Progressive Ataxia and Downbeat Nystagmus in the Adult.

Published on May 17, 2021in JAMA Neurology13.608
· DOI :10.1001/JAMANEUROL.2021.1205
Alejandra Collía Fernández1
Estimated H-index: 1
,
Begoña Huete Antón , Juan Carlos Garcia-Monco19
Estimated H-index: 19
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Abstract
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The above article was published online with inverted given and family names. The correct presentation has been corrected above.
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Magnesium is the fourth most abundant cation in the body and the second most abundant intracellular cation. It plays an important role in different organ systems at the cellular and enzymatic levels. Despite its importance, it still has not received the needed attention either in the medical literature or in clinical practice in comparison to other electrolytes like sodium, potassium, and calcium. Hypomagnesemia can lead to many clinical manifestations with some being life-threatening. The repor...
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Introduction: Hypomagnesemia has been associated with various neurological symptoms including ataxia. Reversible changes in cerebellar function have been described due to hypertensive changes, eclampsia, and immunosuppressive therapy in the context of posterior reversible encephalopathy syndrome. In this report we document isolated, reversible cerebellar findings with the corresponding neuroimaging correlates associated with critically low magnesium levels. Case Report: A 72-year-old male with m...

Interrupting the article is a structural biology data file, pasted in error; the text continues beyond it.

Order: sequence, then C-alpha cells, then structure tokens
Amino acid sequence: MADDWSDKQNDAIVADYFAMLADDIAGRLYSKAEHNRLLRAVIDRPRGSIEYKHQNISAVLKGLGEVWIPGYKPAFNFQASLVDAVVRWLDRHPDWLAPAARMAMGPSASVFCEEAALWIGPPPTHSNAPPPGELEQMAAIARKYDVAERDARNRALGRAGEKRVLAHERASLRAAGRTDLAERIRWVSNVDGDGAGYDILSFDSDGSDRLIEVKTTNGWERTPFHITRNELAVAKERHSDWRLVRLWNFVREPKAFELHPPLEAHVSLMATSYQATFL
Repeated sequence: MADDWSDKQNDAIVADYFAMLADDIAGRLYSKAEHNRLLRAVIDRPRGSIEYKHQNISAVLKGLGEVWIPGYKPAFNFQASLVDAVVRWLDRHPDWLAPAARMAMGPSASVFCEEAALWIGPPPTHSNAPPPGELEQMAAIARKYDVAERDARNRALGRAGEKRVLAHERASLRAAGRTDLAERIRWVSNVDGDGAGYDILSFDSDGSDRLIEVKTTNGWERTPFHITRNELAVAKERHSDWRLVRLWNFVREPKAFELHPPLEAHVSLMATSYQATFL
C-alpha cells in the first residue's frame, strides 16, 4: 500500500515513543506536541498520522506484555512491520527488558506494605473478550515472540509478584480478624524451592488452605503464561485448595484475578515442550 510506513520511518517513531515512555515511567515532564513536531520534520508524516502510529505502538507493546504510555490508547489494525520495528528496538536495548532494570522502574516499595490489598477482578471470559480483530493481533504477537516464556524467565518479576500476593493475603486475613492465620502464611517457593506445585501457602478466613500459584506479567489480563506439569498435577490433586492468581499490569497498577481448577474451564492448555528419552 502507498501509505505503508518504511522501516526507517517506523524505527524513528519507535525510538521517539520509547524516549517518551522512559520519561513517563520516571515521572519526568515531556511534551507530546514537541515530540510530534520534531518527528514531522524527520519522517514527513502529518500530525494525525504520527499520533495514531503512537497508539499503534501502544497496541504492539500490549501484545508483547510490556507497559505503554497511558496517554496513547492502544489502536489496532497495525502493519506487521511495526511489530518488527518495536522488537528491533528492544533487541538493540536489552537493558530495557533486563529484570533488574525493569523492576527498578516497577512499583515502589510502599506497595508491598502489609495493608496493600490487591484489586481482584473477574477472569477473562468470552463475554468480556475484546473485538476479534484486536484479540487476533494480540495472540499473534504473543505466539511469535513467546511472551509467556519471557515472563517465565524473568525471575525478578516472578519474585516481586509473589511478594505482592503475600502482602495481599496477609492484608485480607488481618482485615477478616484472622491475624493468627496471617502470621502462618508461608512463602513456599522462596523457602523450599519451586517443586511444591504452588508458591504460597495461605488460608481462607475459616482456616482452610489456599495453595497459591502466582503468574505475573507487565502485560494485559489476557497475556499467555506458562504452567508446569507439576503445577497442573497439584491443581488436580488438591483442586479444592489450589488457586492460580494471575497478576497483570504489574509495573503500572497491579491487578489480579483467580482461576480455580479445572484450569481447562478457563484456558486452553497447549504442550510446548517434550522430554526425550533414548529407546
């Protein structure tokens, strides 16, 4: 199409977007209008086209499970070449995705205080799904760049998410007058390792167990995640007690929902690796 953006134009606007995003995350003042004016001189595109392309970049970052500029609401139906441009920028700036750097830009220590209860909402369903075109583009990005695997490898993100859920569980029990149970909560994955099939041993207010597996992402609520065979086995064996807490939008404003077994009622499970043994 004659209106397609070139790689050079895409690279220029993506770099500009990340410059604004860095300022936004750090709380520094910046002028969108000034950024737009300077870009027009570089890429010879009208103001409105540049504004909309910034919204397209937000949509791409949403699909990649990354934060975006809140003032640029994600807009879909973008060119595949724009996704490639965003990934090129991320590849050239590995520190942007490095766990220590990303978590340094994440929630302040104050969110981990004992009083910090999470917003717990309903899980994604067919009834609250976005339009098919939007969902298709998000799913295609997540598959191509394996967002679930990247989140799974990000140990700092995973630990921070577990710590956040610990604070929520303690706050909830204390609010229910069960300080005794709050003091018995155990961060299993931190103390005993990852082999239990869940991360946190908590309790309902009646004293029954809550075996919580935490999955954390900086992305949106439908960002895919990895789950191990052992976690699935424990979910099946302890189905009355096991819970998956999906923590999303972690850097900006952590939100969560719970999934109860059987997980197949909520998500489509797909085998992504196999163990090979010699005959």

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Magnesium deficiency and hypomagnesemia remain quite prevalent, particularly in patients in intensive care units, and may have important clinical consequences. Magnesium should be measured directly in clinical circumstances in which a risk for magnesium deficiency exists and appropriately corrected when found. This commentary reviews the current knowledge of magnesium homeostasis and the risk factors and clinical consequences of magnesium deficiency and outlines approaches to therapy.
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• Two patients with neurological signs of magnesium depletion complained of oscillopsia and manifested downbeat nystagmus. Serum magnesium levels measured less than 1.0 mg/dL. Hypomagnesemia resulted from debilitating intestinal disease in both patients and apparently was aggravated in one case by failure to add magnesium sulfate to the patient's regimen for total parenteral nutrition. Neither patient had any of the neurological conditions reported with downbeat nystagmus. Thus, downbeat nystagm...
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